lamenting the loss of the sound – in proven “rant” format

Yesterday the Edmonton radio station 95.7 The Sound went through some ch-ch-ch-changes. Instead of playing music by local acts, they’ll now be playing Katy Perry. Instead of providing opportunities to further the careers of local musicians, they’ll now be going to shopping malls dressed in Santa costumes. Instead of the community focus being at the heart of the station, they’ll now just be another frequency transmitting music as a commodity.

The Sound, only a few months old, was already having a huge positive impact in the Edmonton music scene. That has now been replaced with more background noise for people working in cubicles. It’s just another faceless business trying to make a profit.

There’s a long history of this happening in the radio business. In the 1980s, the chance of unpopular bands being heard on mainstream radio was nonexistent. By the end of the 1970s, independent FM radio stations had been replaced by ‘album-oriented rock’ (AOR) format. Nineteen year old Lee Abrams ‘consulted’ for one radio station in Raleigh, North Carolina in 1972. Abrams changed the format; the station no longer played ‘Top 40’ singles. Instead, the station focused on ‘the superstars’ of rock and roll, such as the Rolling Stones, and Jimi Hendrix.

The format called for playing various songs from these artists’ albums that were not released as singles. Rather than having the airwaves transmit a diverse range of music, only songs by the most popular artists were broadcast. While chances were better that the casual listener heard a song they were accustomed to and thereby more probable to like when they turned on their radio, album-orientated rock reduced the number of musicians making it on the airwaves.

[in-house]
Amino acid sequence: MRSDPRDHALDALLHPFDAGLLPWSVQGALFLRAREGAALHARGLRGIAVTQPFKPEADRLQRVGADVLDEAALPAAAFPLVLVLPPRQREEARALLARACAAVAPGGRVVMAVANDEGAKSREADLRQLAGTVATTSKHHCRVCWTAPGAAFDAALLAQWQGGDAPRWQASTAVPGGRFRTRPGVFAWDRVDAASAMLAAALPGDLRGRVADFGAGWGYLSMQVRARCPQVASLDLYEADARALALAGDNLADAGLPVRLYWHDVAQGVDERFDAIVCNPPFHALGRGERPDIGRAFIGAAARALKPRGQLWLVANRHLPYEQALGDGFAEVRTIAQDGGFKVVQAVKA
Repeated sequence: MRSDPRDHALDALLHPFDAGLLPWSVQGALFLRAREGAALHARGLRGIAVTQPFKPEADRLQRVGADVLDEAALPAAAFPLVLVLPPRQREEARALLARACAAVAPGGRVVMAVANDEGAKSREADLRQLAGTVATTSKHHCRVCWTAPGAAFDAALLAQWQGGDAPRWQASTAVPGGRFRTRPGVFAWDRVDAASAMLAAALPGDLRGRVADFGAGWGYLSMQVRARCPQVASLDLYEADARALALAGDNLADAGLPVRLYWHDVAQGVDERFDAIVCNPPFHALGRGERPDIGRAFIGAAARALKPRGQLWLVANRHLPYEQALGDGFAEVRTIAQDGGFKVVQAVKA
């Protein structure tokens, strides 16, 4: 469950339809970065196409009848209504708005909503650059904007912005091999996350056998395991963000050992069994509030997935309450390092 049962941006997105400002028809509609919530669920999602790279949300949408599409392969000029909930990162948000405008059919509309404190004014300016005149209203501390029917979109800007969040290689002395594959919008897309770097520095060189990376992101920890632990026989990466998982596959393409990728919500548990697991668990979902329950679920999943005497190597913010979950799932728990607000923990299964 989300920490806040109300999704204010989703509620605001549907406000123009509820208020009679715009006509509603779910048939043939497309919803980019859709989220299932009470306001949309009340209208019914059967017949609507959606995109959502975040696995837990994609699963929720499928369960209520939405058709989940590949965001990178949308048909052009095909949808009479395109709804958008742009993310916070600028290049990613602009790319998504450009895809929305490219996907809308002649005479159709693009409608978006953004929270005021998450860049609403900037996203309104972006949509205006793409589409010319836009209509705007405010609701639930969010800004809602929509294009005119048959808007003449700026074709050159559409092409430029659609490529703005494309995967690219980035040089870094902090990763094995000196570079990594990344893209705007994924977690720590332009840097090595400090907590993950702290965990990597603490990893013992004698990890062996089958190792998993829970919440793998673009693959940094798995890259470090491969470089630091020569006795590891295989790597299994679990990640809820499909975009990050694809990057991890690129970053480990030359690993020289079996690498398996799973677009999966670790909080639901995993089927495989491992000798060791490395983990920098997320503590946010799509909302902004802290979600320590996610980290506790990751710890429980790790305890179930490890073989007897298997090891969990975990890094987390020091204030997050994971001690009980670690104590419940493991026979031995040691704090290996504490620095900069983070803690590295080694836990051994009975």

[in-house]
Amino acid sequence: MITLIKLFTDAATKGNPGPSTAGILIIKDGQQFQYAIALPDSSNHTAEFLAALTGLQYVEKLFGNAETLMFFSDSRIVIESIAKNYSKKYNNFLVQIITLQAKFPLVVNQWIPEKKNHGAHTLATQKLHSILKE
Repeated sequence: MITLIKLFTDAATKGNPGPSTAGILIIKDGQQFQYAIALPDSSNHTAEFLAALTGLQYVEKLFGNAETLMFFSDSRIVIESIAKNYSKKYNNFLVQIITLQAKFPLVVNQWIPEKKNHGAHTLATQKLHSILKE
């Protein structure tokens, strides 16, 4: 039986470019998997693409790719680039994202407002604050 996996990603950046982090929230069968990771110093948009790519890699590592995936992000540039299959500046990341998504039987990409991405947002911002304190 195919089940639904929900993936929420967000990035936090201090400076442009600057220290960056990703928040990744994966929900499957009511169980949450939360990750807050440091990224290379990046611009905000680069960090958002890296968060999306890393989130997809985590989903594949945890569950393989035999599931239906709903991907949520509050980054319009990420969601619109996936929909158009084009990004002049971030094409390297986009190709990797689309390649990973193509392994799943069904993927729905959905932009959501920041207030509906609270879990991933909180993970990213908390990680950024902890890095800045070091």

The format was incredibly popular and profitable. Abrams consulted for more than 100 radio stations by 1979, and many of the remaining markets were controlled by imitators who had co-opted Abrams idea.[1] Music being marketed as a commodity by FM stations was, of course, not a unique occurance. In this form, however, it severely limited the ability of artists that were not in the top echelon of the music business to achieve mainstream attention.

With mainstream radio stations focusing on the AOR format, college radio stations began to promote music outside FM attention. In On the Road to Nirvana, Gina Arnold discusses how colleges all over the United States in the late 1970s concurrently began to play the music that was neglected by the AOR format. Arnold traces college radio stations from across America as they created a network of stations that emphasized the tastes of people outside of the status quo. Arnold argues that this network  “provid[ed] all the bands within a community with a way in which to prosper.”[2]

These radio stations were vital to the American punk community. Not until 1991 with the release of Nirvana’s “Smells like Teen Spirit” would the bands played on the college radio network really break into the mainstream. Then you have all the imitators rushing to catch up to the new format rather than setting the trends.